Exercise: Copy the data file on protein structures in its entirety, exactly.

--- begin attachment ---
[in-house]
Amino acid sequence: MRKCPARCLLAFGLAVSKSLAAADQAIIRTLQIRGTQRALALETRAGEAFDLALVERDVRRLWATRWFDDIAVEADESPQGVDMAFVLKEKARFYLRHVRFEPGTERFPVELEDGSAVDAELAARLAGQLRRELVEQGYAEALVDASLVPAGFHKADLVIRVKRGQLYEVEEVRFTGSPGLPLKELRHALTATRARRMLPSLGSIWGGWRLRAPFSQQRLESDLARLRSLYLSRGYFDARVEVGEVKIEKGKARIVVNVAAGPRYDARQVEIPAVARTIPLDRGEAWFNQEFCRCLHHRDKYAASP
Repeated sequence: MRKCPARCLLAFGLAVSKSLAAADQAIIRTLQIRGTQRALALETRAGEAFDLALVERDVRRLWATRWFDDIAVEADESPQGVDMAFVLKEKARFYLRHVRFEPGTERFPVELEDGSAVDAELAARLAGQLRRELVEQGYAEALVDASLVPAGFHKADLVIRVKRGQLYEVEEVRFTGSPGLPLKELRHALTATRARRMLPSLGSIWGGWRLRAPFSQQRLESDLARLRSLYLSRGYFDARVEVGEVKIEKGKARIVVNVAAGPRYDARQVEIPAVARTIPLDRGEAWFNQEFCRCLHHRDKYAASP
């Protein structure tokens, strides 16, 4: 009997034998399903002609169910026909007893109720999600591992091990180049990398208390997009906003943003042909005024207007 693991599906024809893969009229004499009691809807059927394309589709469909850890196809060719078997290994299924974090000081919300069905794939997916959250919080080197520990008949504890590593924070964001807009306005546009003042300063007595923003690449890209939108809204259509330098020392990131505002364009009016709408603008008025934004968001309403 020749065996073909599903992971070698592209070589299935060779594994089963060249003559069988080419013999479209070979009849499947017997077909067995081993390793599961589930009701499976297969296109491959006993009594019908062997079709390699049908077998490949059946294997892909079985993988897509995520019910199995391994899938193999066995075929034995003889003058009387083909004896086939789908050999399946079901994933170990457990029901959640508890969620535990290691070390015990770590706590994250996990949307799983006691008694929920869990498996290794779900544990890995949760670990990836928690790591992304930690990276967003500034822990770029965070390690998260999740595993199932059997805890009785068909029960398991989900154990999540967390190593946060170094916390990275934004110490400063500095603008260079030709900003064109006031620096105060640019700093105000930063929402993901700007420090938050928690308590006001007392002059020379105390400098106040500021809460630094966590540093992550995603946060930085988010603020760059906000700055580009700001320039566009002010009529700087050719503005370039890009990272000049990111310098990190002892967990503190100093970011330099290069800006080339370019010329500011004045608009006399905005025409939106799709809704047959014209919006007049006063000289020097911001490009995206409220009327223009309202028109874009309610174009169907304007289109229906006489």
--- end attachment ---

[in-house]
Amino acid sequence: MRKCPARCLLAFGLAVSKSLAAADQAIIRTLQIRGTQRALALETRAGEAFDLALVERDVRRLWATRWFDDIAVEADESPQGVDMAFVLKEKARFYLRHVRFEPGTERFPVELEDGSAVDAELAARLAGQLRRELVEQGYAEALVDASLVPAGFHKADLVIRVKRGQLYEVEEVRFTGSPGLPLKELRHALTATRARRMLPSLGSIWGGWRLRAPFSQQRLESDLARLRSLYLSRGYFDARVEVGEVKIEKGKARIVVNVAAGPRYDARQVEIPAVARTIPLDRGEAWFNQEFCRCLHHRDKYAASP
Repeated sequence: MRKCPARCLLAFGLAVSKSLAAADQAIIRTLQIRGTQRALALETRAGEAFDLALVERDVRRLWATRWFDDIAVEADESPQGVDMAFVLKEKARFYLRHVRFEPGTERFPVELEDGSAVDAELAARLAGQLRRELVEQGYAEALVDASLVPAGFHKADLVIRVKRGQLYEVEEVRFTGSPGLPLKELRHALTATRARRMLPSLGSIWGGWRLRAPFSQQRLESDLARLRSLYLSRGYFDARVEVGEVKIEKGKARIVVNVAAGPRYDARQVEIPAVARTIPLDRGEAWFNQEFCRCLHHRDKYAASP
């Protein structure tokens, strides 16, 4: 009997034998399903002609169910026909007893109720999600591992091990180049990398208390997009906003943003042909005024207007 693991599906024809893969009229004499009691809807059927394309589709469909850890196809060719078997290994299924974090000081919300069905794939997916959250919080080197520990008949504890590593924070964001807009306005546009003042300063007595923003690449890209939108809204259509330098020392990131505002364009009016709408603008008025934004968001309403 020749065996073909599903992971070698592209070589299935060779594994089963060249003559069988080419013999479209070979009849499947017997077909067995081993390793599961589930009701499976297969296109491959006993009594019908062997079709390699049908077998490949059946294997892909079985993988897509995520019910199995391994899938193999066995075929034995003889003058009387083909004896086939789908050999399946079901994933170990457990029901959640508890969620535990290691070390015990770590706590994250996990949307799983006691008694929920869990498996290794779900544990890995949760670990990836928690790591992304930690990276967003500034822990770029965070390690998260999740595993199932059997805890009785068909029960398991989900154990999540967390190593946060170094916390990275934004110490400063500095603008260079030709900003064109006031620096105060640019700093105000930063929402993901700007420090938050928690308590006001007392002059020379105390400098106040500021809460630094966590540093992550995603946060930085988010603020760059906000700055580009700001320039566009002010009529700087050719503005370039890009990272000049990111310098990190002892967990503190100093970011330099290069800006080339370019010329500011004045608009006399905005025409939106799709809704047959014209919006007049006063000289020097911001490009995206409220009327223009309202028109874009309610174009169907304007289109229906006489």